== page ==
The Search is OVER!!!!

We found a little cottage of our dreams in Cassis, 15.5 miles from Marseille. It is where we have wanted to live for over 40 years!!!!!!!!!!!!!!!!!!!!

Thank God it’s the South of France, because Apartment Hunting Sucks Big-time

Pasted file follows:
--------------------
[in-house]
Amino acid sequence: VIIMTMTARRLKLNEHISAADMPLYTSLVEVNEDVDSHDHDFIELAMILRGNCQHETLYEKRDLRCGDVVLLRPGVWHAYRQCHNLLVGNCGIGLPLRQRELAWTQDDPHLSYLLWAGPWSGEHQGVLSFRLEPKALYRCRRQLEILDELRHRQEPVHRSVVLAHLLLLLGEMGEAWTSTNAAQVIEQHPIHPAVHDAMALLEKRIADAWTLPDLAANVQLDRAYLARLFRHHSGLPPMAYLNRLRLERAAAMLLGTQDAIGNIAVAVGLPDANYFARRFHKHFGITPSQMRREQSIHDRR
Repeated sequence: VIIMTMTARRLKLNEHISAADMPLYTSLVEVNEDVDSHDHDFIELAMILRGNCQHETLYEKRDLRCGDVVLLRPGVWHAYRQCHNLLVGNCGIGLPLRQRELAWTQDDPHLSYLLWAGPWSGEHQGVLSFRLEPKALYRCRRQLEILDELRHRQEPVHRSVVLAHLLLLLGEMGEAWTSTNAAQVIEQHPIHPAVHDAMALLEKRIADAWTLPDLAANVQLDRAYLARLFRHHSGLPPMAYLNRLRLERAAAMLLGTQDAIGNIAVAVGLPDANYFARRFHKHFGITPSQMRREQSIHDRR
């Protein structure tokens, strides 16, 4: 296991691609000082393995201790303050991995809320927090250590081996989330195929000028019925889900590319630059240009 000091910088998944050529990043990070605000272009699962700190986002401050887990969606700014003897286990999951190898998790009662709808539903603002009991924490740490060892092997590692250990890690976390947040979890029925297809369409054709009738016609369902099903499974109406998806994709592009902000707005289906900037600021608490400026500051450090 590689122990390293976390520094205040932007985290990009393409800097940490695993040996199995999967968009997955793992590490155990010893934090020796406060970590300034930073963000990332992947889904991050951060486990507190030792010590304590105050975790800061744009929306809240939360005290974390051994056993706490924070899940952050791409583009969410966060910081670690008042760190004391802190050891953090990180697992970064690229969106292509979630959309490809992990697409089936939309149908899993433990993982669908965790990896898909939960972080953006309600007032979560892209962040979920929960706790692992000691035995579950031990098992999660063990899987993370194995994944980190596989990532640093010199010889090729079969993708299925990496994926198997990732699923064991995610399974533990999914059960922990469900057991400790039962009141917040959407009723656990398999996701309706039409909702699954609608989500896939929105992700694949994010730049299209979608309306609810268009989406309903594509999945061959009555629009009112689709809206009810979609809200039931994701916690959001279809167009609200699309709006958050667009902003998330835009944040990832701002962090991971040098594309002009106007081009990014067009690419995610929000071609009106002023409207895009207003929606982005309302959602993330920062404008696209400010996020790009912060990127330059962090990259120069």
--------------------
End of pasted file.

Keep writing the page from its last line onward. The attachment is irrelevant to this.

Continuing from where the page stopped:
Here is what you do when you have no place to live.  You gather up as much stuff as you can possibly carry on your back and pull behind you on wheels, and carry the rest in your one remaining free hand.  Then you arrive at your train station like that, (climbing countless stairs as the escalators don’t work mostly) and now you are traveling via metro  or bus until you find the first overnight inn, drop your things, go out and follow up on the leads you’ve been given, come back, receive calls where agency says, “Oh sorry, we can’t show you the apartment at 3pm as the owner still isn’t back from vacation yet”,  pack up all your stuff and move to the next place you will research, going by train with all the above luggage. Sometimes, you must just splurge and take a taxi when the marathon walking becomes too much.  In between this, you are figuring out different train schedules, making reservations for a 2nd or 3rd night stay somewhere, reading French rental catalogs, trying to find these places on your very worn map, figuring out how the metro works because it’s not like Paris  &  realizing you just lost 3 euros as the metro ticket you thought would get you through the turnstile has a “secret way of passage” which you did not know, so your time has expired.  Then you also must constantly ask directions to the next agency/B&B/apartment or, by this time, a toilet, because you’ve finished your liter of water, walking in the hot sun.  When you discover , (EUREKA!)  that your inn will take your luggage for a week, you will go back to Paris to pack up the apartment, clean the apartment thoroughly, and move the entire rest of your stuff in the heavy suitcases and boxes, this time in a CAR.   Then you drive to your new home in the South of France , hoping that you actually have a place to PUT all your belongings now, including the ones the INN has been holding for you or you will be sleeping in your car.  (Where?  I don’t know, because it will be full of luggage).